Sunday, July 22, 2007

today's sessions

My morning session was Raising Your Spirited Child with Mary Sheedy Kurcinka. I hadn't actually registered for this one and was debating getting up to be in a session by 8am at all. I'm so glad I did! I have listened to two of her books (Raising Your Spirited Child and Kids, Parents and Power Struggles) on audiobook but seeing her in person was so rewarding! I learned a lot about my kids, about myself and even about my relationship with my husband. I think I need to go back and listen to her books again and try to put more of it into practice with both of my kids. My favorite thing that she said was: Persistence is the number one predictor of future success. Both of my kids are definitely persistent. I need to find a way to work with it so that they can use it to their advantage in the future.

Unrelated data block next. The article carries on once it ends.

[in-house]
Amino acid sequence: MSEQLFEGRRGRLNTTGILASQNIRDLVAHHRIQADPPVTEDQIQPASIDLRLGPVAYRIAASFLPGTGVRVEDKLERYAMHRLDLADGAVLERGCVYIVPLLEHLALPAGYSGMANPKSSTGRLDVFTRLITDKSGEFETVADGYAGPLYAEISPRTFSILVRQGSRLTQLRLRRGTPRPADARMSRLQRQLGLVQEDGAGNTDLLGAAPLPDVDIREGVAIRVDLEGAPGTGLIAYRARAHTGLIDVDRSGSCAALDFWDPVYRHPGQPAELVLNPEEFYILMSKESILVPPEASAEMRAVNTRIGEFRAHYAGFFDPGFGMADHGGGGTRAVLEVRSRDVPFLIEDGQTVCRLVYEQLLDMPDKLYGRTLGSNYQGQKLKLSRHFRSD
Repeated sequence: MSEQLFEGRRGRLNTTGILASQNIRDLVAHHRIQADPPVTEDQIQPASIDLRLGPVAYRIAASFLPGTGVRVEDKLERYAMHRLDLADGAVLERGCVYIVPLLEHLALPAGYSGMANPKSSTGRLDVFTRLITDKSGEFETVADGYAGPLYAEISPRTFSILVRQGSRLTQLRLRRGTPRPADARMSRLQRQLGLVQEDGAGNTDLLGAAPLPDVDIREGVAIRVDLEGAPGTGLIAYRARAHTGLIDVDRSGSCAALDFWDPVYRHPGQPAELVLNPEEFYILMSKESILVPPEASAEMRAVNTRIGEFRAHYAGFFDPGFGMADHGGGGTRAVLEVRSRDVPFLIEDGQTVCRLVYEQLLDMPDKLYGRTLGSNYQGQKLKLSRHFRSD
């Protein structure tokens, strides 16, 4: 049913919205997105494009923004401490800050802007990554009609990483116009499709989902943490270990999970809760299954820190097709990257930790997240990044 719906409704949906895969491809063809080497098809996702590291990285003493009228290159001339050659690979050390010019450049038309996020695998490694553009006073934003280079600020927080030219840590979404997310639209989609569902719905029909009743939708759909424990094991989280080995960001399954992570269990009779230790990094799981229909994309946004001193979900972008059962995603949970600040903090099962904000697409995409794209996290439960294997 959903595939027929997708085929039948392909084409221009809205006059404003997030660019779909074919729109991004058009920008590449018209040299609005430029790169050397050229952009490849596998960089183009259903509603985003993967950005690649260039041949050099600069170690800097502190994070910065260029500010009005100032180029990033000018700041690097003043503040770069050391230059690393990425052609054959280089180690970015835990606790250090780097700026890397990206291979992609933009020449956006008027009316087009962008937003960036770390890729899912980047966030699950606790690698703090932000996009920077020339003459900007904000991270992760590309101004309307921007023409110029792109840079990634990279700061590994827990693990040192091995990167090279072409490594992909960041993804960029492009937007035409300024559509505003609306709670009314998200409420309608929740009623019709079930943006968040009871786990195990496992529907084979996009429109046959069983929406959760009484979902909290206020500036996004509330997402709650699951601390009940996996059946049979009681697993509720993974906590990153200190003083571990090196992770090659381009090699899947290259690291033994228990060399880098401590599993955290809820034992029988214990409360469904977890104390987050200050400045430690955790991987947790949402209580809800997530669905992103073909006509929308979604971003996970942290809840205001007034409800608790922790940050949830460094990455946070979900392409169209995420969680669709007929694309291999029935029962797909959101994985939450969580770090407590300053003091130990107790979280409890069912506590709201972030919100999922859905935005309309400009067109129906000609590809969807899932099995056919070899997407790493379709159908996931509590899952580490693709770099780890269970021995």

Next, I attended a session post-partum depression with Kathleen Kendall-Tacket. I knew I wanted to see her speak because I saw her at our Area conference a few years ago, on a totally unrelated topic. She presented studies about how inflammation causes depression. It was very interesting!

The last session was the CE lunch with Linda Smith. She is the one who got me riled up about birth. My last post was more about breastfeeding when I initially composed it in my head but hearing her talk about birth got my adrenaline pumping. Linda Smith is definitely one of my favorite speakers. She's an uppity woman, and I mean that in the best possible way!